Do not use a moisture tester as your sole source of information to make management decisions.
Forages are non-uniform when it comes to curing, which means some parts of the plant dry faster than others. In addition, not all areas of a field dry at the same rate.
When testing a bale, make at least five probes and average the readings. If the readings vary more than three percentage points, make several more probes before you calculate the average moisture content.
Probe several bales at different locations in the field to account for field variations. Square bales should be probed from their ends while round bales should be probed through their diameter.
Be sure you read the tester’s instruction manual and become familiar with the proper operation and how to interpret readings.
There are many factors that can adversely affect the tester’s accuracy. These factors include surface moisture, bale density and whether you apply a preservative to your forage.
An example of how surface moisture can affect your readings is as follows. When you begin baling, you probe the first few bales and determine they are at about 18 percent moisture content.
An hour later as the dew settles on the windrow, you check the bales leaving the baler and find your meter reads over 30 percent.
The dew is giving you an erroneous reading because the moisture has changed the conductivity of the surface of the hay.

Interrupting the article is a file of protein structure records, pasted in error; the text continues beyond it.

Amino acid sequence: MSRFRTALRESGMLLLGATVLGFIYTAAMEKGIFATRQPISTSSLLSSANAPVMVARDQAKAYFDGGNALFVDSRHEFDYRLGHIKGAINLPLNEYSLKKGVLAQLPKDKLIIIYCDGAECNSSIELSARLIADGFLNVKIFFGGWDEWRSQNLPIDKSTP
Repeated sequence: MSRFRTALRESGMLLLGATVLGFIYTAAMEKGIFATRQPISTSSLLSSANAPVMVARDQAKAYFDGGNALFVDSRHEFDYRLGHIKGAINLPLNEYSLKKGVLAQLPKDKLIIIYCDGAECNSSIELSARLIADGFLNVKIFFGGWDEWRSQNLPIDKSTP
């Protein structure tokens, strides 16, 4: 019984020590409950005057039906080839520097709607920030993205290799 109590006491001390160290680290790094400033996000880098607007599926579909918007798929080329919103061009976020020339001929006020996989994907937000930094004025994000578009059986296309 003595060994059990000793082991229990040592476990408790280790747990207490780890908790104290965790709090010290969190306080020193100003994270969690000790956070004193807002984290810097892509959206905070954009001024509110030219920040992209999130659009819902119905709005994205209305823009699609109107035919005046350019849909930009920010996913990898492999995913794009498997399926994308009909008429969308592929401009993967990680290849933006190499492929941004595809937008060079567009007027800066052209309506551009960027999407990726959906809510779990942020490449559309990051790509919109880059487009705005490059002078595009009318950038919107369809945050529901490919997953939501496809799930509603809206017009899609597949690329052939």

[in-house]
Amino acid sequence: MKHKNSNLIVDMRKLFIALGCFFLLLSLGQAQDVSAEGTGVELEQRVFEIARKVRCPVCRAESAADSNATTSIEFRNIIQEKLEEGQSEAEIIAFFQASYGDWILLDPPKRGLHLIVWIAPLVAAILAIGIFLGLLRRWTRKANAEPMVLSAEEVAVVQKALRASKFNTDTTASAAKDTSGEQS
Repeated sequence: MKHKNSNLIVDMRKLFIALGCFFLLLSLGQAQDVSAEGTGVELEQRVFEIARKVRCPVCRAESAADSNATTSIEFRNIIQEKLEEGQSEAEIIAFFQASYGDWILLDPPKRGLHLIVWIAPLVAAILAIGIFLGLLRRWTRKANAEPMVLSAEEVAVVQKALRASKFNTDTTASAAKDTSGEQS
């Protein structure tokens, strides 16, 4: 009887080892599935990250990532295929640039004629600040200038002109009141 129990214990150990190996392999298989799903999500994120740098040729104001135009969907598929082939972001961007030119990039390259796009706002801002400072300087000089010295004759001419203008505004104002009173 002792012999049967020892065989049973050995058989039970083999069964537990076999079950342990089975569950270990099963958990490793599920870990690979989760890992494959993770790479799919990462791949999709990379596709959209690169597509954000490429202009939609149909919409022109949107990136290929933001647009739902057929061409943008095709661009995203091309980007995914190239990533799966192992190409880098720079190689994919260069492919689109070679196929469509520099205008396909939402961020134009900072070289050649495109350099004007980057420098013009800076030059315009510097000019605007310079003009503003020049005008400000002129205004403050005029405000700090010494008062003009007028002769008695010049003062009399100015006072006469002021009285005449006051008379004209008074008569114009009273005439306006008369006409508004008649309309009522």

Probing bales that are very loose may yield readings more than two points lower than the actual moisture content. You may need to add a two-point correction to the readings.
Some preservatives, such as propionic acid, can increase readings as much as four percentage points.
If you use preservatives and the instruction manual does not discuss the effects of chemicals on the instrument, contact the manufacturer of the tester for additional information.
Electronic forage moisture testers can be a valuable tool during baling when you know their limitations. Use meter readings as guides, not absolute moisture values.
After you gain a little experience and confidence in the readings from your meter, you can use it to supplement your own personal experiences when making management decisions. FG
—Excerpts from Oklahoma State University Cooperative Extension’s Oklahoma Alfalfa website